By Ian Robinson, Major –
It was Christmas morning and the alarm woke me at 5 a.m. After quickly getting ready and dressed in uniform, I hurried down to the corps hall in Sheringham, Norfolk, on the United Kingdom’s east coast.
It was bitterly cold and had snowed the previous day, so the roads and sidewalks were icy and slippery. At the corps I joined several other members of the corps band as we set off around the dark streets of that small town playing the carol “Christians Awake” over and over again.
That’s all we played for the next two hours, and I fully expected irate residents to yell words that cannot be printed in this publication from their bedroom windows or throw sharp, heavy objects at us. I thought they might even call the local police to have us arrested for disturbing the peace.
Instead, lights went on and bedroom windows were flung open so that all family members could hear the band performing in a tradition that has gone on for decades in this sleepy coastal town of 6,000 people. One man stood in his front yard in pajamas and dressing gown, holding his cell phone out so his relatives in Australia could hear us play. We slipped and slithered up and down hill until we completed the circuit and arrived back at the corps for a welcome cup of hot chocolate and a mince pie.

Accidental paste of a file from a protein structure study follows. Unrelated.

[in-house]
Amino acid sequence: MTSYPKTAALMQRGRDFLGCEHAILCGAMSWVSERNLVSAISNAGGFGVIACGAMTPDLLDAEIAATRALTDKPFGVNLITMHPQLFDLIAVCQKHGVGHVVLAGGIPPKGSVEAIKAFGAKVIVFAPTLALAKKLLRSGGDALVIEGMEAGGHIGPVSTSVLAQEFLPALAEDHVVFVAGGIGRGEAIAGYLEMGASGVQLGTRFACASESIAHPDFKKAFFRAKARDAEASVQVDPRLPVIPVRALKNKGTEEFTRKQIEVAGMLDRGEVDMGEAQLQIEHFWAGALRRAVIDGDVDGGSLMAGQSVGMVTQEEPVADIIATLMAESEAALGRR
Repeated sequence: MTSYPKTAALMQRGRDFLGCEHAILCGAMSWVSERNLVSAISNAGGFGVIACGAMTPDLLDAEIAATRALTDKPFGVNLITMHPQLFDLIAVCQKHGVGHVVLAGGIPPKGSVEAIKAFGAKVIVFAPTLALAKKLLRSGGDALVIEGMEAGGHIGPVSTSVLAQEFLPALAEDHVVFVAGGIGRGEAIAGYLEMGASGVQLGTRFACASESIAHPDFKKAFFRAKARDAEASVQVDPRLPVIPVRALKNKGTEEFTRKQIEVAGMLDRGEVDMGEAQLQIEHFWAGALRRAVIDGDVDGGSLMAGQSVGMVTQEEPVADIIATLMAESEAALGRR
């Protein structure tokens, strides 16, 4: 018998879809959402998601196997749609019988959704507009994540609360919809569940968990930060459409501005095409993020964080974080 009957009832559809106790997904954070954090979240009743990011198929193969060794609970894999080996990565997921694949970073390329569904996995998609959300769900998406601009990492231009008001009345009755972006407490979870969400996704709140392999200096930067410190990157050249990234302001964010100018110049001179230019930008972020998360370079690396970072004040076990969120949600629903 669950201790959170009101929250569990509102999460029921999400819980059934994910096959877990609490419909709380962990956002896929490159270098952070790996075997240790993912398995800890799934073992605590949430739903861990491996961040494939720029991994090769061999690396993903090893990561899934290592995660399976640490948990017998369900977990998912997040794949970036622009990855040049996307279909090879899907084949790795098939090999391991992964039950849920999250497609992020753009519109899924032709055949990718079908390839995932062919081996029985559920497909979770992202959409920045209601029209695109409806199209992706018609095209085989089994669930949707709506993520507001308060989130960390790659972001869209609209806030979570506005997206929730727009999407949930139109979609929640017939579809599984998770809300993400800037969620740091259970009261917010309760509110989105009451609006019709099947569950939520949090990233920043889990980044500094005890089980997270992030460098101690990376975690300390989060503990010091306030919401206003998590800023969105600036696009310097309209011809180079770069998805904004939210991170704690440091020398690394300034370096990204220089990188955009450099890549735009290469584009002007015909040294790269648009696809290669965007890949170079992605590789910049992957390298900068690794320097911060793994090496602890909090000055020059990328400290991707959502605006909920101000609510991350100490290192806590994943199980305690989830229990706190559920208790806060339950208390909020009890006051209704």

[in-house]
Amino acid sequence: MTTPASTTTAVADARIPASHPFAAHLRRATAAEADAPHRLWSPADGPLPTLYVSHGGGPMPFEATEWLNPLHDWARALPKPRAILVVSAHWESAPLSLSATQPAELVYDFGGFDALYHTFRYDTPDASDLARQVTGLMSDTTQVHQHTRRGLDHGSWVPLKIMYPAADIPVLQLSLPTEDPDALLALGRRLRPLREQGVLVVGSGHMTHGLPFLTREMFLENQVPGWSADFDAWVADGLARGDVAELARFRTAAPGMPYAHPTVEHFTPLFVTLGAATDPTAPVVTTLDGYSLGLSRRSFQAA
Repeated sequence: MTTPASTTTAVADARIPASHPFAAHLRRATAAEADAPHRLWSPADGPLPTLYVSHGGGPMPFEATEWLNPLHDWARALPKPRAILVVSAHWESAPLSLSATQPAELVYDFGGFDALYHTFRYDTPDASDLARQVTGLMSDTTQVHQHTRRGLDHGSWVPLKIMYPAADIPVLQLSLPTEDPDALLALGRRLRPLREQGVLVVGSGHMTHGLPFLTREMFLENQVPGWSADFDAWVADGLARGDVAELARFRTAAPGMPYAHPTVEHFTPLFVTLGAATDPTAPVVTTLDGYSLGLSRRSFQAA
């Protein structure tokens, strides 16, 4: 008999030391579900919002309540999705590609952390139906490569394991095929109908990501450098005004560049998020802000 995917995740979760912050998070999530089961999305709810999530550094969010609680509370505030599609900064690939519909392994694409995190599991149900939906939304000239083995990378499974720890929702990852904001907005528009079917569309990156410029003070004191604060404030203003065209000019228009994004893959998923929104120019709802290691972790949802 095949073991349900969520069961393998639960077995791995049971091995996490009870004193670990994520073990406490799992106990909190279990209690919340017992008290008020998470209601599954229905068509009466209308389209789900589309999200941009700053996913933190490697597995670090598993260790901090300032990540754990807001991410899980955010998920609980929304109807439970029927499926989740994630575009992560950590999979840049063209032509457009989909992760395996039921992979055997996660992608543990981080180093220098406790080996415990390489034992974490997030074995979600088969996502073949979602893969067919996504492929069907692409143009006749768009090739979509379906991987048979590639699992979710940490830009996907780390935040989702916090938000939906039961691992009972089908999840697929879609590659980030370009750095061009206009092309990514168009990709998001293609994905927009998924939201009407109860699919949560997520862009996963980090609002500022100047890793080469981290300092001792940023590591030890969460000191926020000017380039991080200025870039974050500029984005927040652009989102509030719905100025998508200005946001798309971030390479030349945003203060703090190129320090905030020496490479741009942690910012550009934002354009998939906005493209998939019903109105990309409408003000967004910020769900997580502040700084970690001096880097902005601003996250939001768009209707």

The tradition was foreign to me, and seemed quite intrusive in my mind. But the sentiment of John Byrom’s carol stuck with me.
Christians, awake, salute the happy morn
Whereon the Savior of the world was born!
Rise to adore the mystery of love,
Which hosts of angels chanted from above;
With them the joyful tidings first begun
Of God incarnate and the Virgin’s Son.
Byrom wrote these words in 1745 as a Christmas present for his daughter, Dolly. I’m not sure how excited my children would have been if all they got for Christmas was an envelope containing a few handwritten verses. But this simple gift quickly became a popular anthem, calling all Christians to celebrate the birth of the Savior of the world—the true gospel message.
Two-hundred-seventy years later, we live in an age when the world has almost eclipsed Jesus at Christmas. There is no excitement surrounding the birth of the gospel. Christmas has become an excuse for excessive eating, drinking and spending, and the gospel message—wrapped in swaddling clothes and lying in a manger—is forgotten, or worse, deliberately swept aside. Countless millions around the world live in abject poverty or slavery and there are very few angels chanting the joyful tidings to them.
In Revelation 3:2 Jesus commanded the church at Sardis: “Wake up! Strengthen what little remains, for even what is left is almost dead. I find that your actions do not meet the requirements of my God” (NLT). Does that apply to you? Does that apply to me? It is time for us to wake up, come alive and be what God called us to be. The opening lines of the third verse say:
O may we keep and ponder in our mind
God’s wondrous love in saving lost mankind!
But we won’t just keep and ponder it in our minds—we will proclaim the message of the gospel: that Jesus Christ was born, lived among us, died and rose again so that we can be saved. Christians, awake!